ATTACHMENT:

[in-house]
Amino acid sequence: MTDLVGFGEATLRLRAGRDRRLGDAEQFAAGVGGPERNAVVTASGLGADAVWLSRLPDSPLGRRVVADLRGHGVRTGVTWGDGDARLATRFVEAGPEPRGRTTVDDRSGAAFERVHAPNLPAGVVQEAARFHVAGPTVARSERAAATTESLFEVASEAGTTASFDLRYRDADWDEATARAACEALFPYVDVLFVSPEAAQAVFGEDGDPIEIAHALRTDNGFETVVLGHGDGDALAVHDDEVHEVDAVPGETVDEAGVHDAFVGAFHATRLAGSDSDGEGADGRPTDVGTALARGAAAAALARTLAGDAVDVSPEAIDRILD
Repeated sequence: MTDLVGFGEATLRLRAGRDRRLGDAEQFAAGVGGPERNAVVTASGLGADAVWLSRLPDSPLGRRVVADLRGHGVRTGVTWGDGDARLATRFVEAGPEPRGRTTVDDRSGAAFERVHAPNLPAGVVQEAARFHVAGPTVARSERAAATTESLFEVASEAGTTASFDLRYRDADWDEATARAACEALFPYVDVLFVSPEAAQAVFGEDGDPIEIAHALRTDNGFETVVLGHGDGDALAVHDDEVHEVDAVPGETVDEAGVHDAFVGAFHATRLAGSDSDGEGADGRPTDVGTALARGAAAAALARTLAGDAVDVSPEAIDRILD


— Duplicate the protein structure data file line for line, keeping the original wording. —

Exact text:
[in-house]
Amino acid sequence: MTDLVGFGEATLRLRAGRDRRLGDAEQFAAGVGGPERNAVVTASGLGADAVWLSRLPDSPLGRRVVADLRGHGVRTGVTWGDGDARLATRFVEAGPEPRGRTTVDDRSGAAFERVHAPNLPAGVVQEAARFHVAGPTVARSERAAATTESLFEVASEAGTTASFDLRYRDADWDEATARAACEALFPYVDVLFVSPEAAQAVFGEDGDPIEIAHALRTDNGFETVVLGHGDGDALAVHDDEVHEVDAVPGETVDEAGVHDAFVGAFHATRLAGSDSDGEGADGRPTDVGTALARGAAAAALARTLAGDAVDVSPEAIDRILD
Repeated sequence: MTDLVGFGEATLRLRAGRDRRLGDAEQFAAGVGGPERNAVVTASGLGADAVWLSRLPDSPLGRRVVADLRGHGVRTGVTWGDGDARLATRFVEAGPEPRGRTTVDDRSGAAFERVHAPNLPAGVVQEAARFHVAGPTVARSERAAATTESLFEVASEAGTTASFDLRYRDADWDEATARAACEALFPYVDVLFVSPEAAQAVFGEDGDPIEIAHALRTDNGFETVVLGHGDGDALAVHDDEVHEVDAVPGETVDEAGVHDAFVGAFHATRLAGSDSDGEGADGRPTDVGTALARGAAAAALARTLAGDAVDVSPEAIDRILD